When people think of Southern Utah, they generally think of desert, but there are a series of high plateaus and mountain ranges in the Southern half of the state that are thickly forested, and cool and green throughout the summer. These include the Markagunt Plateau, home of Brian Head, Cedar Breaks and Navajo Lake; the Aquarius Plateau, a less-visited plateau of green meadows, boggy ponds and dark Spruce forests; and the Paunsaugunt Plateau. All 3 are wonderful and worthy of exploration, but I’m partial to the Paunsaugunt.
We camped at the edge of a beautiful meadow at 8,000 feet, not far from Tropic reservoir and in view of some spectacular “breaks” or Bryce Canyon-like hoodoos. For the Paunsaugunt Plateau is bounded on it’s East side by Bryce Canyon, which isn’t really a canyon at all, but rather a rim lined with a series of spectacular hoodoos eroded out of the distinctive red limestone that underlies the plateau. One the East side the plateau is bounded by the (almost) equally spectacular Red Canyon, which unlike tourist-mobbed Bryce, is largely empty. Over the course of the weekend we did 2 family hikes and I did 2 solo mtn bike rides, all through country that looked just like the national park a few miles away, and saw no one.
It’s a spectacular place, and worth visiting for the beauty alone, but the plateau has oodles of interesting stuff going on.(Trifecta pictured left, with Twin A looking rugged & shirtless. My wife says he stands the same way I do...) In this post I’ll highlight just 3 of them: a super-cool mammal, a fascinating tree, and an endemic wildflower. And the cool, alliterative thing about these 3 highlights is that like “Paunsagunt”, they all start with the letter “P”. And each “P” has a cool superlative: One is super-fast, one is super-old, and the last is super-rare.
On the drive into the campsite, we passed a herd of Pronghorns. Pronghorns occur all over Western Utah and certainly aren’t unique to the plateau, but I’ve been meaning to blog about them for some time, so this is as good a place as any.
Pronghorn, Antilocapra americana, is the world’s 2nd-fastest land animal. Though similar in general body size and form to mule and white-tailed deer, it’s only distantly related to them. White-tailed and Mule Deer belong to a completely separate family, Cervidae, which only migrated to North America from Asia within the last 4 or 5 million years. Pronghorns on the other hand, are the sole surviving member of the ancient family Antilocapridae, which originated, and previously thrived, in North America over tens of millions of years.
Tangent: Although they’re way fast, Pronghorns can’t jump for beans; fences really mess them up. And in this way I feel a certain kinship with Pronghorns, seeing as I have exactly one decent athletic skill as well, and am otherwise fairly inept athletically…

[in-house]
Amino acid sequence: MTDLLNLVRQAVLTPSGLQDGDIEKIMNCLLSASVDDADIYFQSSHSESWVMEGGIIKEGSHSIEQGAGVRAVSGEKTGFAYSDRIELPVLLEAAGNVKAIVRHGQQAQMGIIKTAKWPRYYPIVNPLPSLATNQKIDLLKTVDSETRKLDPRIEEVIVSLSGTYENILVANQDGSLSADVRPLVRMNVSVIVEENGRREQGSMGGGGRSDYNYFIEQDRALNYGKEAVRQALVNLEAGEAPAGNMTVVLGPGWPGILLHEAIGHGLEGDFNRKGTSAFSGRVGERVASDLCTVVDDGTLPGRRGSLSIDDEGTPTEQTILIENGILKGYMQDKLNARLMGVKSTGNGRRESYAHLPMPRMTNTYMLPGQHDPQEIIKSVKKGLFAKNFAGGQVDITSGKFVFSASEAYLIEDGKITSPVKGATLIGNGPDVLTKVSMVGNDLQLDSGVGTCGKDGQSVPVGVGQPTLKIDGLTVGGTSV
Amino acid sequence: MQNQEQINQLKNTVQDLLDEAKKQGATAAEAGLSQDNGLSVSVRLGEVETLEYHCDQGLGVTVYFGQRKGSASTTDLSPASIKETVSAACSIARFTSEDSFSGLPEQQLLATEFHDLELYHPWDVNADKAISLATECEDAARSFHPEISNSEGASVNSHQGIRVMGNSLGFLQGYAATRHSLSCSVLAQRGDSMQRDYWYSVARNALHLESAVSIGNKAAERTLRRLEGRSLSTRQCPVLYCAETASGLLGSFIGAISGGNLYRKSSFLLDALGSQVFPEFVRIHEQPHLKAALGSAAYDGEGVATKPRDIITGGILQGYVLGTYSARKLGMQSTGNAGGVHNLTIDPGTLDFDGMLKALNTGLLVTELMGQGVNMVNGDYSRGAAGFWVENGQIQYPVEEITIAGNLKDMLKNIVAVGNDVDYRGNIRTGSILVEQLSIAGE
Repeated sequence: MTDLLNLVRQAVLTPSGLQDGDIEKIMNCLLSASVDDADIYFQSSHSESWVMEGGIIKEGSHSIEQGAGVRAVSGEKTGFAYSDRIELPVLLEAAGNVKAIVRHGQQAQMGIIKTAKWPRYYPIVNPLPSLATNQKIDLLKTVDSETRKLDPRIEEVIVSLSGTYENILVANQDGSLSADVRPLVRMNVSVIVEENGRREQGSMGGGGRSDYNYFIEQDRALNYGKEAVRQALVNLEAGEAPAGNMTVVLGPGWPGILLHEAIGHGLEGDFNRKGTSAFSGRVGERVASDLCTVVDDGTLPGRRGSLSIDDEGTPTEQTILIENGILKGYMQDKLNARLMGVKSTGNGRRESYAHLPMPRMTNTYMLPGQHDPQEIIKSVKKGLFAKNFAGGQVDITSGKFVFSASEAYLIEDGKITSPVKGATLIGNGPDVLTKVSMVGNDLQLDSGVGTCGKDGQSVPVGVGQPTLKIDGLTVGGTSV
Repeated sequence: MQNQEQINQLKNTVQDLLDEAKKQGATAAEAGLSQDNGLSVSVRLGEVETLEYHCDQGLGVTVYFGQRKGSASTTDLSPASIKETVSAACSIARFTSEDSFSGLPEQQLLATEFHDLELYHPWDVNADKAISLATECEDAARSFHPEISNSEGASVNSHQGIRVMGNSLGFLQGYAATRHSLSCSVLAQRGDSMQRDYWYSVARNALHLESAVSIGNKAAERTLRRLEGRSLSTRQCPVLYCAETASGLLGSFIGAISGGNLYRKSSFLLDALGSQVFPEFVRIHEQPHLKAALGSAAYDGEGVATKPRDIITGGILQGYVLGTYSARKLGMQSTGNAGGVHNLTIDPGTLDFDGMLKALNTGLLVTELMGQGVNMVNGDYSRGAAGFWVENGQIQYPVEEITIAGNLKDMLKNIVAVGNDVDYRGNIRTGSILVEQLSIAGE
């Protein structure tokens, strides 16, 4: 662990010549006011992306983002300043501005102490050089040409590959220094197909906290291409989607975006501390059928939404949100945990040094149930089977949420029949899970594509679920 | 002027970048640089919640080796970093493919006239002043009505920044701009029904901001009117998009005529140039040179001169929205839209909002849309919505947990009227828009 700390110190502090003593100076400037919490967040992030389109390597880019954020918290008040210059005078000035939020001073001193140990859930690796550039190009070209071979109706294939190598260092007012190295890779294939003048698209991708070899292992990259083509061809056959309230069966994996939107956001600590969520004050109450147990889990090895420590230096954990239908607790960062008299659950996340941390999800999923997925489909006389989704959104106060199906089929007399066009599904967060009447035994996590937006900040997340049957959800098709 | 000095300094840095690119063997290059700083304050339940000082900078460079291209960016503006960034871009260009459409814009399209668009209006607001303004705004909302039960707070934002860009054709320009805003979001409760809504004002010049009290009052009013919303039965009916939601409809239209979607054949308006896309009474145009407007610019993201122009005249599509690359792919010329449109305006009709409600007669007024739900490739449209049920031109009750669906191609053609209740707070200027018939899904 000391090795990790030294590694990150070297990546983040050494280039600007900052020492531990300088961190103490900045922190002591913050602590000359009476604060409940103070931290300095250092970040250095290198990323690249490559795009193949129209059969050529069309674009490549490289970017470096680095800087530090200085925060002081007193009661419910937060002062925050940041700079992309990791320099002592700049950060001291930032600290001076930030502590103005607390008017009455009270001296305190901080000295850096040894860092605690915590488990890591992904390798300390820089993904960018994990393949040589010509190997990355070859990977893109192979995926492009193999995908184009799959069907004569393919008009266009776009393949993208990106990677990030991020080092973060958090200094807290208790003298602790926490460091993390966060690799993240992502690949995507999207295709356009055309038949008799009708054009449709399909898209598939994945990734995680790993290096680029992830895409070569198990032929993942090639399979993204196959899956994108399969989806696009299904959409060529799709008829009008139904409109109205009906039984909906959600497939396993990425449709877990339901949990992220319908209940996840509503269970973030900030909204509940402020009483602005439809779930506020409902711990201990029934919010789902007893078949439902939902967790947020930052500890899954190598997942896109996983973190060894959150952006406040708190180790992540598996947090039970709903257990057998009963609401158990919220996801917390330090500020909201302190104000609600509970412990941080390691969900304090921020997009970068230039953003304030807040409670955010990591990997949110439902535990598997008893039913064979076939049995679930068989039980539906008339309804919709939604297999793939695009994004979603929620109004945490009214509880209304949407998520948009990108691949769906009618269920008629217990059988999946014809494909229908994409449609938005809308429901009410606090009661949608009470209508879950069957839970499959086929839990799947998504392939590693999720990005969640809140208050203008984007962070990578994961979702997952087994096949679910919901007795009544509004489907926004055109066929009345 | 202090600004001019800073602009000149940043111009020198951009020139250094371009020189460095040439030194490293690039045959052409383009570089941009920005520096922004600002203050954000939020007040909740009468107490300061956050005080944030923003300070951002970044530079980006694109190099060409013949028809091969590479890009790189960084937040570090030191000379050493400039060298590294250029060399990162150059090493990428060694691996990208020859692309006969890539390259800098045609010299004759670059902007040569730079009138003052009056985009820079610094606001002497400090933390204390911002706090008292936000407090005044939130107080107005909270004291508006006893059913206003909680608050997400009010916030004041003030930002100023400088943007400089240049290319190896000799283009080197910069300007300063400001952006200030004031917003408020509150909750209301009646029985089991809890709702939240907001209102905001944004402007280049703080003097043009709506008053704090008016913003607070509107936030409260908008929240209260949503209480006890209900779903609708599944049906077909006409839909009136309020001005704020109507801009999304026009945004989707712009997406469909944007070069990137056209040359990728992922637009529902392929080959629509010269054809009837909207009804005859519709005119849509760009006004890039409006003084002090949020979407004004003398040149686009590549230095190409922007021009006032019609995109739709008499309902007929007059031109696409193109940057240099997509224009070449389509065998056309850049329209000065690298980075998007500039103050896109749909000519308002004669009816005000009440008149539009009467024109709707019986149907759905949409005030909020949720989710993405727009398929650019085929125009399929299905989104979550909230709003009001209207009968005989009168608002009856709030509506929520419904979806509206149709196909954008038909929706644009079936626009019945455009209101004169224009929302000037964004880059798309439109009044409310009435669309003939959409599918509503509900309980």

Nested Tangent: Years ago I read a comic book about a race between Superman and The Flash. It was like a race across the universe or something to see who was in fact the absolutely fastest superhero. I remember it because I was really, really rooting for The Flash. I mean like Superman has super-strength, heat vision, X-Ray vision, super-breath, power of flight, invulnerability to bullets, radiation, heat, cold, vacuum and he’s super-fast. The Flash, all he’s got is he’s fast. That’s it. He’s not strong or bulletproof or nothing else, just fast. Shouldn’t he at least get to win in a race? Now that I’m a bike racer, I identify even more strongly with the Flash. (BTW I believe he won the race, but only like by a couple yards or something…)
One More Bit To This Run-On Tangent: OK, but the cool thing about this tangent and the Pronghorn is this: Check out its face (pic right- not mine). Doesn’t it kind of look like it’s wearing a mask? It’s like it’s not just a funny-looking deer- it’s a Lightning- Fast- Superhero- Ungulate!
Antilocapridae has included more than 20 different genera with dozens of species over its history, several of which were still around when humans arrived in North America. But shortly after humans arrived there was just one. A. Americana is the sole survivor of a formerly wonderful and diverse family of ungulates that were truly native American originals. The other species and genera disappeared in that same Pleistocene extinction/Overkill hypothesis deal we keep running into over and over and talked about when we looked at Moose and Mountain Lions.
For a long time, the Pronghorns greatest mystery was its speed. Why is it so fast? Herbivores don’t get fast just for fun; they evolve to be fast through selection pressure. But since Pronghorns are so much way faster than any conceivable living natural predator- wolves, cougars, grizzlies- it made no sense for them to be so wildly, unnecessarily fast.
The answer turned out to be in that same Pleistocene extinction/Overkill hypothesis deal I mentioned a moment ago. One of the other, countless, large mammals to go extinct around then was Miracinonyx trumani, the American Cheetah (cheesy, overwrought artist's conception left.) The American Cheetah was the fastest land animal ever to run in North America. And it co-evolved with Pronghorns in an arms race of speed, leaving us with only its ultra-fast erstwhile prey today. The American Cheetah was similar in form and function to the Old World Cheetah, Acinonyx jubatus, but got there via a different, though convergent, evolutionary path, descending from the same Cougar/Lynx/Ocelot ancestor that migrated over from Asia 8 million years ago.
That’s a cool story for a cool animal. 1 "P" down, 2 to go.